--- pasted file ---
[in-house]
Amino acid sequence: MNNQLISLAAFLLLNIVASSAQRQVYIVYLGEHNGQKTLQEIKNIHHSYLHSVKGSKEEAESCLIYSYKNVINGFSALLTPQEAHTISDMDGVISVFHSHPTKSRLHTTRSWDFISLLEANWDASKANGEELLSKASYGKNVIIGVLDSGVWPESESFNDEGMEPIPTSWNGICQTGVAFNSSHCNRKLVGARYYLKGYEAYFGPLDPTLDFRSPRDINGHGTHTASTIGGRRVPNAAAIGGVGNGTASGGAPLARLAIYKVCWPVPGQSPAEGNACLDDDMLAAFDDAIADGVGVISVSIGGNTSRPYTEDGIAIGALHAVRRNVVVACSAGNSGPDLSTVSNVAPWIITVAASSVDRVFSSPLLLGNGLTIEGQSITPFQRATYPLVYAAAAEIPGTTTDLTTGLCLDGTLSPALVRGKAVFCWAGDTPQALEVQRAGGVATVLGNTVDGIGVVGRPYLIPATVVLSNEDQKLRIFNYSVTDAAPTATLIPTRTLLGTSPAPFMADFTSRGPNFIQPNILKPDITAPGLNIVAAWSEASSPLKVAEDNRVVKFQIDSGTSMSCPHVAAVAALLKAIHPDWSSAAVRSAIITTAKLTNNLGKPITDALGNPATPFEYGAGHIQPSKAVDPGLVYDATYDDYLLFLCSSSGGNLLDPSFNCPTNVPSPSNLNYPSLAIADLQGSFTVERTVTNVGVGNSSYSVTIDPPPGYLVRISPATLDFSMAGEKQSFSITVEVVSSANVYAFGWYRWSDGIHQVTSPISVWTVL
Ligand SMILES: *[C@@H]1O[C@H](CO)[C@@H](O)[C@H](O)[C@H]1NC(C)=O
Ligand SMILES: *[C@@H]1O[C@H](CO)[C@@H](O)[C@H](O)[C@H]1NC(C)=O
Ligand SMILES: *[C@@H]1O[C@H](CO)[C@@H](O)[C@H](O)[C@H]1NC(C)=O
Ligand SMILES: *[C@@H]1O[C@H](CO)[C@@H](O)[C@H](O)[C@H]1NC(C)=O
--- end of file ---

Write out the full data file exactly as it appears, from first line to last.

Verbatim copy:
[in-house]
Amino acid sequence: MNNQLISLAAFLLLNIVASSAQRQVYIVYLGEHNGQKTLQEIKNIHHSYLHSVKGSKEEAESCLIYSYKNVINGFSALLTPQEAHTISDMDGVISVFHSHPTKSRLHTTRSWDFISLLEANWDASKANGEELLSKASYGKNVIIGVLDSGVWPESESFNDEGMEPIPTSWNGICQTGVAFNSSHCNRKLVGARYYLKGYEAYFGPLDPTLDFRSPRDINGHGTHTASTIGGRRVPNAAAIGGVGNGTASGGAPLARLAIYKVCWPVPGQSPAEGNACLDDDMLAAFDDAIADGVGVISVSIGGNTSRPYTEDGIAIGALHAVRRNVVVACSAGNSGPDLSTVSNVAPWIITVAASSVDRVFSSPLLLGNGLTIEGQSITPFQRATYPLVYAAAAEIPGTTTDLTTGLCLDGTLSPALVRGKAVFCWAGDTPQALEVQRAGGVATVLGNTVDGIGVVGRPYLIPATVVLSNEDQKLRIFNYSVTDAAPTATLIPTRTLLGTSPAPFMADFTSRGPNFIQPNILKPDITAPGLNIVAAWSEASSPLKVAEDNRVVKFQIDSGTSMSCPHVAAVAALLKAIHPDWSSAAVRSAIITTAKLTNNLGKPITDALGNPATPFEYGAGHIQPSKAVDPGLVYDATYDDYLLFLCSSSGGNLLDPSFNCPTNVPSPSNLNYPSLAIADLQGSFTVERTVTNVGVGNSSYSVTIDPPPGYLVRISPATLDFSMAGEKQSFSITVEVVSSANVYAFGWYRWSDGIHQVTSPISVWTVL
Ligand SMILES: *[C@@H]1O[C@H](CO)[C@@H](O)[C@H](O)[C@H]1NC(C)=O
Ligand SMILES: *[C@@H]1O[C@H](CO)[C@@H](O)[C@H](O)[C@H]1NC(C)=O
Ligand SMILES: *[C@@H]1O[C@H](CO)[C@@H](O)[C@H](O)[C@H]1NC(C)=O
Ligand SMILES: *[C@@H]1O[C@H](CO)[C@@H](O)[C@H](O)[C@H]1NC(C)=O